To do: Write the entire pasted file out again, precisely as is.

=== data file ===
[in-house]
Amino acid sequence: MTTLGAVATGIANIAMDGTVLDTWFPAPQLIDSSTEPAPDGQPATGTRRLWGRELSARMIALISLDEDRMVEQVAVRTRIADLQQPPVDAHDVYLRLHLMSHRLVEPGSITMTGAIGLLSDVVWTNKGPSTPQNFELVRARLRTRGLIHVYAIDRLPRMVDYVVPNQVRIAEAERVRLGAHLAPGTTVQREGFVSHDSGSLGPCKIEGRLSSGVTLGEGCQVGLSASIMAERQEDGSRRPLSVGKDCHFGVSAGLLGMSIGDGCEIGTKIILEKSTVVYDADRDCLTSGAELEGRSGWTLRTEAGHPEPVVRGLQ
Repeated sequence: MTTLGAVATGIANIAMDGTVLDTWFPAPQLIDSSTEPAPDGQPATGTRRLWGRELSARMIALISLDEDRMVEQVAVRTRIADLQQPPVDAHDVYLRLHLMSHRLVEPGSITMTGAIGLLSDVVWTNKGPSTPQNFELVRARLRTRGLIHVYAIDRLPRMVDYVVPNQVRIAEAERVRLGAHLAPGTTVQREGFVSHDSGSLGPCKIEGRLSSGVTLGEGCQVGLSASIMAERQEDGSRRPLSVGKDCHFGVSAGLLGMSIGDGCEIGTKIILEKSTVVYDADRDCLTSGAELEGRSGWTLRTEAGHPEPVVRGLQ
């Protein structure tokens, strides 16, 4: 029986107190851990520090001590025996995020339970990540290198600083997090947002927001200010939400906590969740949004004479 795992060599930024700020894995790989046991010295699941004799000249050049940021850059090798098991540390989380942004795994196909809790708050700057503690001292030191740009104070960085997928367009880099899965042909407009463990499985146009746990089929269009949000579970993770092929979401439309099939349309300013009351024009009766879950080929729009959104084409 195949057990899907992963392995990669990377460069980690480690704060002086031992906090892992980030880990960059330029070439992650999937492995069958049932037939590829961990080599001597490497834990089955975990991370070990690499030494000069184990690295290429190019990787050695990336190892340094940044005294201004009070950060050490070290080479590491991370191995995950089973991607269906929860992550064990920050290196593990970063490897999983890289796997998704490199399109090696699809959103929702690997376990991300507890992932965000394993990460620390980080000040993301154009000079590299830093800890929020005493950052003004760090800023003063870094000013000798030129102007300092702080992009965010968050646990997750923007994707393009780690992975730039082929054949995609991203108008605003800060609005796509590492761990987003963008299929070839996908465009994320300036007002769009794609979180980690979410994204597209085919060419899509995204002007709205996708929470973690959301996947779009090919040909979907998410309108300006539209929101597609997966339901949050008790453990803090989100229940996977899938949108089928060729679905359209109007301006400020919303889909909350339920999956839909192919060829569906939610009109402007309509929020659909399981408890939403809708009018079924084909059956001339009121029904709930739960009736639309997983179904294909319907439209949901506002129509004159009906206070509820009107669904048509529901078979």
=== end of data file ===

[in-house]
Amino acid sequence: MTTLGAVATGIANIAMDGTVLDTWFPAPQLIDSSTEPAPDGQPATGTRRLWGRELSARMIALISLDEDRMVEQVAVRTRIADLQQPPVDAHDVYLRLHLMSHRLVEPGSITMTGAIGLLSDVVWTNKGPSTPQNFELVRARLRTRGLIHVYAIDRLPRMVDYVVPNQVRIAEAERVRLGAHLAPGTTVQREGFVSHDSGSLGPCKIEGRLSSGVTLGEGCQVGLSASIMAERQEDGSRRPLSVGKDCHFGVSAGLLGMSIGDGCEIGTKIILEKSTVVYDADRDCLTSGAELEGRSGWTLRTEAGHPEPVVRGLQ
Repeated sequence: MTTLGAVATGIANIAMDGTVLDTWFPAPQLIDSSTEPAPDGQPATGTRRLWGRELSARMIALISLDEDRMVEQVAVRTRIADLQQPPVDAHDVYLRLHLMSHRLVEPGSITMTGAIGLLSDVVWTNKGPSTPQNFELVRARLRTRGLIHVYAIDRLPRMVDYVVPNQVRIAEAERVRLGAHLAPGTTVQREGFVSHDSGSLGPCKIEGRLSSGVTLGEGCQVGLSASIMAERQEDGSRRPLSVGKDCHFGVSAGLLGMSIGDGCEIGTKIILEKSTVVYDADRDCLTSGAELEGRSGWTLRTEAGHPEPVVRGLQ
């Protein structure tokens, strides 16, 4: 029986107190851990520090001590025996995020339970990540290198600083997090947002927001200010939400906590969740949004004479 795992060599930024700020894995790989046991010295699941004799000249050049940021850059090798098991540390989380942004795994196909809790708050700057503690001292030191740009104070960085997928367009880099899965042909407009463990499985146009746990089929269009949000579970993770092929979401439309099939349309300013009351024009009766879950080929729009959104084409 195949057990899907992963392995990669990377460069980690480690704060002086031992906090892992980030880990960059330029070439992650999937492995069958049932037939590829961990080599001597490497834990089955975990991370070990690499030494000069184990690295290429190019990787050695990336190892340094940044005294201004009070950060050490070290080479590491991370191995995950089973991607269906929860992550064990920050290196593990970063490897999983890289796997998704490199399109090696699809959103929702690997376990991300507890992932965000394993990460620390980080000040993301154009000079590299830093800890929020005493950052003004760090800023003063870094000013000798030129102007300092702080992009965010968050646990997750923007994707393009780690992975730039082929054949995609991203108008605003800060609005796509590492761990987003963008299929070839996908465009994320300036007002769009794609979180980690979410994204597209085919060419899509995204002007709205996708929470973690959301996947779009090919040909979907998410309108300006539209929101597609997966339901949050008790453990803090989100229940996977899938949108089928060729679905359209109007301006400020919303889909909350339920999956839909192919060829569906939610009109402007309509929020659909399981408890939403809708009018079924084909059956001339009121029904709930739960009736639309997983179904294909319907439209949901506002129509004159009906206070509820009107669904048509529901078979």